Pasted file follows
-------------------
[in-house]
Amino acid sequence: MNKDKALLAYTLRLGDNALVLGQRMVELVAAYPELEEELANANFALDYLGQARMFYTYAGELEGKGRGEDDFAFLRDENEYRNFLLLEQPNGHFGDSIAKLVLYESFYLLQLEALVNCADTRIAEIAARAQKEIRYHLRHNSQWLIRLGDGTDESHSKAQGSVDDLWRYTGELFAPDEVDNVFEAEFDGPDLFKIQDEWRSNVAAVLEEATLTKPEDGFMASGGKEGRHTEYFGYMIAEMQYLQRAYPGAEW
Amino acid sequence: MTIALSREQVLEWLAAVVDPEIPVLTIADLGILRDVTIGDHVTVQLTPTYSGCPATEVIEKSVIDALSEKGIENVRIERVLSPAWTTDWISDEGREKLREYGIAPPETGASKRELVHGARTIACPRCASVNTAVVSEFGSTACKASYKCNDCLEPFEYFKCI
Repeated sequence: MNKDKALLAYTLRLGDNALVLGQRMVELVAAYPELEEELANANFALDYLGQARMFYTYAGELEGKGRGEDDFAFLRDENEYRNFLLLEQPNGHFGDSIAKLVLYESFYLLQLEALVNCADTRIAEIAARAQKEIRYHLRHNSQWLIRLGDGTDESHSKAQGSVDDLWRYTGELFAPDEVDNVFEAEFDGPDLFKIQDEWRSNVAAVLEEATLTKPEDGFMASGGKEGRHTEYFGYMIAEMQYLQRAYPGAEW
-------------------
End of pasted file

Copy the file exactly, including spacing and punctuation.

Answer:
[in-house]
Amino acid sequence: MNKDKALLAYTLRLGDNALVLGQRMVELVAAYPELEEELANANFALDYLGQARMFYTYAGELEGKGRGEDDFAFLRDENEYRNFLLLEQPNGHFGDSIAKLVLYESFYLLQLEALVNCADTRIAEIAARAQKEIRYHLRHNSQWLIRLGDGTDESHSKAQGSVDDLWRYTGELFAPDEVDNVFEAEFDGPDLFKIQDEWRSNVAAVLEEATLTKPEDGFMASGGKEGRHTEYFGYMIAEMQYLQRAYPGAEW
Amino acid sequence: MTIALSREQVLEWLAAVVDPEIPVLTIADLGILRDVTIGDHVTVQLTPTYSGCPATEVIEKSVIDALSEKGIENVRIERVLSPAWTTDWISDEGREKLREYGIAPPETGASKRELVHGARTIACPRCASVNTAVVSEFGSTACKASYKCNDCLEPFEYFKCI
Repeated sequence: MNKDKALLAYTLRLGDNALVLGQRMVELVAAYPELEEELANANFALDYLGQARMFYTYAGELEGKGRGEDDFAFLRDENEYRNFLLLEQPNGHFGDSIAKLVLYESFYLLQLEALVNCADTRIAEIAARAQKEIRYHLRHNSQWLIRLGDGTDESHSKAQGSVDDLWRYTGELFAPDEVDNVFEAEFDGPDLFKIQDEWRSNVAAVLEEATLTKPEDGFMASGGKEGRHTEYFGYMIAEMQYLQRAYPGAEW